Mac malware is still a rare occurrence, so it’s no wonder that some of it can lurk, unnoticed for months, on random machines.
The latest example falls more in the category of “potentially unwanted software” than outright “malware,” but it could easily be made to saddle users with more malicious threats.
The malware has been dubbed Mughthesec, after the name of the app and the launch agent it installs on the target machine.
The sample analyzed by security researcher Patrick Wardle was not detected by a Mac AV solution, and it was lifted directly from an infected MacBook, after being spotted by a user.
Wardle even managed to get his hands on the adware’s original installer and tested it on VirusTotal. The result was the same: no detection. Interestingly enough, both files were signed with the same valid developer certificate, which Apple revoked soon after Wardle’s analysis.
The disk image was made to look like it was a Adobe Flash installer, and if it detects that it is being run in a virtual machine, it will install only a legitimate copy of Flash. If not, it will reach out to a C&C server, and then ask the victim to install a fake, scammy utility app (Advanced Mac Cleaner), a piece of adware (Safe Finder), and browser hijacker (Booking.com).
The result of the installation? A hijacked Safari homepage (made to point to a search page), an installed Safari extension (AnySearch) that changes the search engine in the Safari address bar, injected ads, and a panic-inducing alert by Advanced Mac Cleaner, which apparently found many issues affecting the computer. Naturally, to “fix” them, the user has to pay.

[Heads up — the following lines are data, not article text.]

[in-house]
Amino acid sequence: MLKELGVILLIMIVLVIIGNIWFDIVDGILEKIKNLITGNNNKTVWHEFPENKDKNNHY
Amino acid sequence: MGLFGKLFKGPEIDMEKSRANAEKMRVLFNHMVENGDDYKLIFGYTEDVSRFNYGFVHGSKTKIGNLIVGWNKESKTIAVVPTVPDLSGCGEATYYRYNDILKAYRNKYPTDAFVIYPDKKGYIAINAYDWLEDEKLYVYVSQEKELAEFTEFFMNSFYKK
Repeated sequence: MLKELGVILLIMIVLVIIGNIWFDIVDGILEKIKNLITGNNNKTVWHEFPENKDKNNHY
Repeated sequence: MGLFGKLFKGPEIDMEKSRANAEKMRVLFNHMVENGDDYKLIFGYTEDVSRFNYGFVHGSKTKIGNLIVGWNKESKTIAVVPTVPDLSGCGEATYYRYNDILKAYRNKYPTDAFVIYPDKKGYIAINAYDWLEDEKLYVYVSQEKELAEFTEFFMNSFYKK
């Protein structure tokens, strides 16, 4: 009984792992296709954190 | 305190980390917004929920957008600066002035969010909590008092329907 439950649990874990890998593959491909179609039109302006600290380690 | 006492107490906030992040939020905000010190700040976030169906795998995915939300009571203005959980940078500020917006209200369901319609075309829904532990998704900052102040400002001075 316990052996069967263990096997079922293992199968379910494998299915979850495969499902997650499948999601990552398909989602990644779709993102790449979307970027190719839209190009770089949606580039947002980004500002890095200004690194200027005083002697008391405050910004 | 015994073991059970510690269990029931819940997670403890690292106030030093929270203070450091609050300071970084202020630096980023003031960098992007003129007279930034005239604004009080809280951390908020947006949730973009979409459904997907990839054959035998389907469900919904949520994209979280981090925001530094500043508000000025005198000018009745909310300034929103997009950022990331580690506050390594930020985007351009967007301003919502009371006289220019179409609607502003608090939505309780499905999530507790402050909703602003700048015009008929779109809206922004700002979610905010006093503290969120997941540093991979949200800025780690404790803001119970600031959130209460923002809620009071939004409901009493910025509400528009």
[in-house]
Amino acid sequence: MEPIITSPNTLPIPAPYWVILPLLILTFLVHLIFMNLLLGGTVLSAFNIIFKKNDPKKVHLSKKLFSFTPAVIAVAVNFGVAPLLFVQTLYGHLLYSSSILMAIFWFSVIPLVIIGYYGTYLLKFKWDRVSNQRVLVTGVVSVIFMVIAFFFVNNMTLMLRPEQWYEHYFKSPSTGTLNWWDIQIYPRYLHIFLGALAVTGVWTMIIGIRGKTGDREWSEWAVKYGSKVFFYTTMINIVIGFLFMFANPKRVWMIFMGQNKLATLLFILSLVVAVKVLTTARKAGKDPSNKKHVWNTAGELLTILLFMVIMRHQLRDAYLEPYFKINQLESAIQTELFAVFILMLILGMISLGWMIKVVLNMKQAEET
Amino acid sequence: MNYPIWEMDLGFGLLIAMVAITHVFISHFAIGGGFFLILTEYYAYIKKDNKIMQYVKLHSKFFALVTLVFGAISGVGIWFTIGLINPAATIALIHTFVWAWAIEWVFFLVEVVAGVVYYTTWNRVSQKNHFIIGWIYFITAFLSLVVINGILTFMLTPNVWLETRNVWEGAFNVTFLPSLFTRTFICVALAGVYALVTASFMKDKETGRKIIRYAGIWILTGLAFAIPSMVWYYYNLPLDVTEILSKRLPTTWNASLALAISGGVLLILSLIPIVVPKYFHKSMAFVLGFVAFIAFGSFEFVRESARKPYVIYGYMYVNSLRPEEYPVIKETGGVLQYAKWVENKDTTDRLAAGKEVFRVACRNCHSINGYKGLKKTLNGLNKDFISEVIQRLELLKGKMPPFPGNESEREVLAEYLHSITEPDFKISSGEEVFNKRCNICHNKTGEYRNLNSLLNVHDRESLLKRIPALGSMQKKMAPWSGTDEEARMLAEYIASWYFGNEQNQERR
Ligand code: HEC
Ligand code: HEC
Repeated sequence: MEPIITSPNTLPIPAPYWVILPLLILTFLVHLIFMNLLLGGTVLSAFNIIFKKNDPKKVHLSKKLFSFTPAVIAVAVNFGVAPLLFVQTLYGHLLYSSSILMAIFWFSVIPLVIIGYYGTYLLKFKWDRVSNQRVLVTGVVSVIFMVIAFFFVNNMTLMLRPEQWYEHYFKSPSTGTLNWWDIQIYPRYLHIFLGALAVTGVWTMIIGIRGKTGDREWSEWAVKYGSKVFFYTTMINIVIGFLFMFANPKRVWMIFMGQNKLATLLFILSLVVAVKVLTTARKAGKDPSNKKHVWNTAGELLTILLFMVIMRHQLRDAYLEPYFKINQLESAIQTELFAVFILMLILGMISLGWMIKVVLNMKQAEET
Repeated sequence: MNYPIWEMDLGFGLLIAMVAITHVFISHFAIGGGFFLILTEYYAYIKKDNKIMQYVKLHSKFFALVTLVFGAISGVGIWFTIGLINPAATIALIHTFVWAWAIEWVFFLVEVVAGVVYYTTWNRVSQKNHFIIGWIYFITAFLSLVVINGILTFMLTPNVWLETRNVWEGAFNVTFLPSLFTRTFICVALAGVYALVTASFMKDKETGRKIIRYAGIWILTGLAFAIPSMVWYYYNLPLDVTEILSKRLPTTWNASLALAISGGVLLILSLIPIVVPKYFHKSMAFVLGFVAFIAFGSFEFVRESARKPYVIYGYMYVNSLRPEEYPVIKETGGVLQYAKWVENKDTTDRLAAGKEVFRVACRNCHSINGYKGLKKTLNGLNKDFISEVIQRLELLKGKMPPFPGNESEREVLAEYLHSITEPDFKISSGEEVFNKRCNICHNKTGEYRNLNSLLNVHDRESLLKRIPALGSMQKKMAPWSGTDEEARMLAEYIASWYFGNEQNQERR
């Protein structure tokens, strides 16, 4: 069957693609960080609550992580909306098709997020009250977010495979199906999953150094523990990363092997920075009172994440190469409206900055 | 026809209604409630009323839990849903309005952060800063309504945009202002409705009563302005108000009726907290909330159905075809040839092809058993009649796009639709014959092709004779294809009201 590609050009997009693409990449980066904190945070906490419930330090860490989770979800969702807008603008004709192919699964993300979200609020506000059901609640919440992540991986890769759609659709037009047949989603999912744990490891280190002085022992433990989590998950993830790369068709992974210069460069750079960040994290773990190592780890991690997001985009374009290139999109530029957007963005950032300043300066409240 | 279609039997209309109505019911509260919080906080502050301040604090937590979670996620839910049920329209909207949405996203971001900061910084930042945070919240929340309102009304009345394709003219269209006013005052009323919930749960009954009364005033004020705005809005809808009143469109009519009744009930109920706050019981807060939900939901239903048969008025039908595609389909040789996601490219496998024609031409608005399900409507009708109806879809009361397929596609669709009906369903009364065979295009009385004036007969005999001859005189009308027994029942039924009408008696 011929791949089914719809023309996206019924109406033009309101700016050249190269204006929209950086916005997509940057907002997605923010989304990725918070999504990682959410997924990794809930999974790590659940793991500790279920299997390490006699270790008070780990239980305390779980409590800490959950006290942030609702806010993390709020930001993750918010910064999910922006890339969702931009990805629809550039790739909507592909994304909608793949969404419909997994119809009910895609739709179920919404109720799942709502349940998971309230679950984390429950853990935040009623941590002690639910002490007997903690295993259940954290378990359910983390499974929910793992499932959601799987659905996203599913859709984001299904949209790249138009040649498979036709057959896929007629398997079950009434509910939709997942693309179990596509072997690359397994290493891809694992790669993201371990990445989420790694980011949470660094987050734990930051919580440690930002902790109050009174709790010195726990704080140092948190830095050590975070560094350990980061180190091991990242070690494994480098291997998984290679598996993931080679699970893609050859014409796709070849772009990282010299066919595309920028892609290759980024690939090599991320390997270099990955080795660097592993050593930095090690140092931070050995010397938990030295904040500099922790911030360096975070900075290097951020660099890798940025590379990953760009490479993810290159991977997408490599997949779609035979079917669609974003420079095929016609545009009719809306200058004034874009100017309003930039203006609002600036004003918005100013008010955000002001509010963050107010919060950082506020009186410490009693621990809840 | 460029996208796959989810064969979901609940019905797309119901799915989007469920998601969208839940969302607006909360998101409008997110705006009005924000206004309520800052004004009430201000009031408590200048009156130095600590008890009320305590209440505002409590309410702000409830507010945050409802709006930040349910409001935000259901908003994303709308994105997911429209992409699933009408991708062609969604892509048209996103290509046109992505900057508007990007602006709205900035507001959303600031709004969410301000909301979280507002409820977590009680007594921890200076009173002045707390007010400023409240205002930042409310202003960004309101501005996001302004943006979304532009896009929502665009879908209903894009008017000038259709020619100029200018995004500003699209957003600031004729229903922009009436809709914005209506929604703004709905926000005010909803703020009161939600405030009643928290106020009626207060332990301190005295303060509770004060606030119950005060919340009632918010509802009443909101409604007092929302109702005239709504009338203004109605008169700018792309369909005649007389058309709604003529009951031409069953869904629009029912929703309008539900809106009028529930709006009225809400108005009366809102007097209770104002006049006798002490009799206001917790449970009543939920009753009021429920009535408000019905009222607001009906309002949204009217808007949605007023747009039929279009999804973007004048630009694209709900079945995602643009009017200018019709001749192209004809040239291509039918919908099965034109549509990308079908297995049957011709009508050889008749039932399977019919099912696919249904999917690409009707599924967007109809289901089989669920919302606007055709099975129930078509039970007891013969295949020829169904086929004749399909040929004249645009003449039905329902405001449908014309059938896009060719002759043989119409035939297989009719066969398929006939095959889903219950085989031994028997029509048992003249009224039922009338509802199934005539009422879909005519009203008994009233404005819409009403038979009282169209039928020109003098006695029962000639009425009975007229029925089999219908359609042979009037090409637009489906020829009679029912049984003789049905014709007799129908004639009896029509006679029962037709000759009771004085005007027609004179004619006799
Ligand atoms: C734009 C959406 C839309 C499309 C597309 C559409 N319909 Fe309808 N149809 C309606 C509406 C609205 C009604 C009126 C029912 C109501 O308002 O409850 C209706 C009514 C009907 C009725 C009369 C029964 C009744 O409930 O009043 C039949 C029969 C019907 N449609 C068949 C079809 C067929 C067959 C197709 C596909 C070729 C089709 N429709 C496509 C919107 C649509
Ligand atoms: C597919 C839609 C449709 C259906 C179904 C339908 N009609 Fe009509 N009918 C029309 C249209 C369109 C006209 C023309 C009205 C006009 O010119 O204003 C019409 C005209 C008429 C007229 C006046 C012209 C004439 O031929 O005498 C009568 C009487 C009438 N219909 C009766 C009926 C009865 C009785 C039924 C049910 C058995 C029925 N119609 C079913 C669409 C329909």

Wardle posits that the malware is delivered to end user via malicious ads and/or pop-ups, and it all points to it being a newer variant of a previously flagged adware dubbed Safe Finder/Operator Mac.
If your computer has been hit with this variant of Mughthesec, delete the unwanted apps and the “Any Search” browser extension, and unload and delete the Mughthesec launch agent (~/Library/LaunchAgents/com.Mughthesec.plist).
If you’ve perhaps been saddled with other types of adware, delete that as well.
For those who haven’t been hit but want to remain adware-free, be careful what apps you download and install on your machine.
Now that Apple has revoked the developer certificate used to sign Mughthesec’s files, macOS will refuse to run the fake Flash Player installer, but a new version signed with another valid certificate can soon be pushed out.